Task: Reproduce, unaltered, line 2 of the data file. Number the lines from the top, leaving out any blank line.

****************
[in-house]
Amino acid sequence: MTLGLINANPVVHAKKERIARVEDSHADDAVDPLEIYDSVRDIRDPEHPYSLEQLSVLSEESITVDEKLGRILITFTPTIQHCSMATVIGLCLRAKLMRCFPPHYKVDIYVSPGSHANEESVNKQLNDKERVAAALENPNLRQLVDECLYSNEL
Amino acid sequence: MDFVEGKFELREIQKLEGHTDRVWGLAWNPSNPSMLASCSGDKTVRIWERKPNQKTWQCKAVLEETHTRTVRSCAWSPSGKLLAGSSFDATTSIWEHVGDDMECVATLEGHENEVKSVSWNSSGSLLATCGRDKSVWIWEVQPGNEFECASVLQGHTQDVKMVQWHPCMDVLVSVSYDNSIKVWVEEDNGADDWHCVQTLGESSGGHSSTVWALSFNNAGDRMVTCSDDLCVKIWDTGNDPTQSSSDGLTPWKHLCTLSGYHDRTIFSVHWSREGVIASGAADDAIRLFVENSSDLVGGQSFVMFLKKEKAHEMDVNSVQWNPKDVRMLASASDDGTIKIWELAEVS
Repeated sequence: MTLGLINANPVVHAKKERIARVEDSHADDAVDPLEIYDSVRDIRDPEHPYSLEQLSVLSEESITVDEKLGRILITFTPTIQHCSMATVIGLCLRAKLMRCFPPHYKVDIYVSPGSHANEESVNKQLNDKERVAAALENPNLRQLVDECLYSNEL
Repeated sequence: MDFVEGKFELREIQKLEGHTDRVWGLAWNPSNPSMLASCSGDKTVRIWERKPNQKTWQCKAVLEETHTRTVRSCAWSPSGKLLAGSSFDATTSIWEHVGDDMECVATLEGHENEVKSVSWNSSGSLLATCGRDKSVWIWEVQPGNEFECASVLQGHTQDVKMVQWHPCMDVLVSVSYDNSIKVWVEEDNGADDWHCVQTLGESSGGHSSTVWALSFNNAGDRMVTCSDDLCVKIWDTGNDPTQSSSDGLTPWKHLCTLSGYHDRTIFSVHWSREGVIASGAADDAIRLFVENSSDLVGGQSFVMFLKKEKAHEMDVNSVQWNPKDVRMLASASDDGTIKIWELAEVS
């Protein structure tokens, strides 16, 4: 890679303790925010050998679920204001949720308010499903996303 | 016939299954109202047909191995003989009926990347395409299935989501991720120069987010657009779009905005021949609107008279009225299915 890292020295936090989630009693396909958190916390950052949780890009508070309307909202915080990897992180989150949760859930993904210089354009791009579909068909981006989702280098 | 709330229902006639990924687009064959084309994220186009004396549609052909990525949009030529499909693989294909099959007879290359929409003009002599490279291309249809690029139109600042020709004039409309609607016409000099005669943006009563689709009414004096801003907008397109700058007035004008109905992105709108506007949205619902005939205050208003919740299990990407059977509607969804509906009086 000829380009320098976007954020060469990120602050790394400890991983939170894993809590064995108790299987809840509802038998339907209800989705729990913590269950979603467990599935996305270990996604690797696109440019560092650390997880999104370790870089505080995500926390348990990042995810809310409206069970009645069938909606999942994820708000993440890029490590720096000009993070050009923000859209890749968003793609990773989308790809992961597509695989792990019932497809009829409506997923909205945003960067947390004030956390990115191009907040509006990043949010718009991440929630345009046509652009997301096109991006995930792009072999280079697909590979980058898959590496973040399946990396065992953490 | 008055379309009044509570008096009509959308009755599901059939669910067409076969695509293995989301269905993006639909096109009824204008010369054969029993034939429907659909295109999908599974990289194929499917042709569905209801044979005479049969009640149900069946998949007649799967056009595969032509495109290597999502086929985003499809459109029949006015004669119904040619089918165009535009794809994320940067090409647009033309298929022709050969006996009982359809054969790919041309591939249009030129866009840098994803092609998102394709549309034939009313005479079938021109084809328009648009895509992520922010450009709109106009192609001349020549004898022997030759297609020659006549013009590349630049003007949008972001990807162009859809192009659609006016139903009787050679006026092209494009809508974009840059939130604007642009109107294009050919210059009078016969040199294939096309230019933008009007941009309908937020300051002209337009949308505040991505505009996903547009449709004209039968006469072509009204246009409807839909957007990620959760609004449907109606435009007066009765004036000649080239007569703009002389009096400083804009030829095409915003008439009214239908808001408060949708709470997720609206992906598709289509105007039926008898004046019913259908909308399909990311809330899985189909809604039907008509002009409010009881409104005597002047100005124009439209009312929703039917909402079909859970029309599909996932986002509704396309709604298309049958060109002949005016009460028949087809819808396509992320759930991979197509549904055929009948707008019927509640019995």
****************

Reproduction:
Amino acid sequence: MTLGLINANPVVHAKKERIARVEDSHADDAVDPLEIYDSVRDIRDPEHPYSLEQLSVLSEESITVDEKLGRILITFTPTIQHCSMATVIGLCLRAKLMRCFPPHYKVDIYVSPGSHANEESVNKQLNDKERVAAALENPNLRQLVDECLYSNEL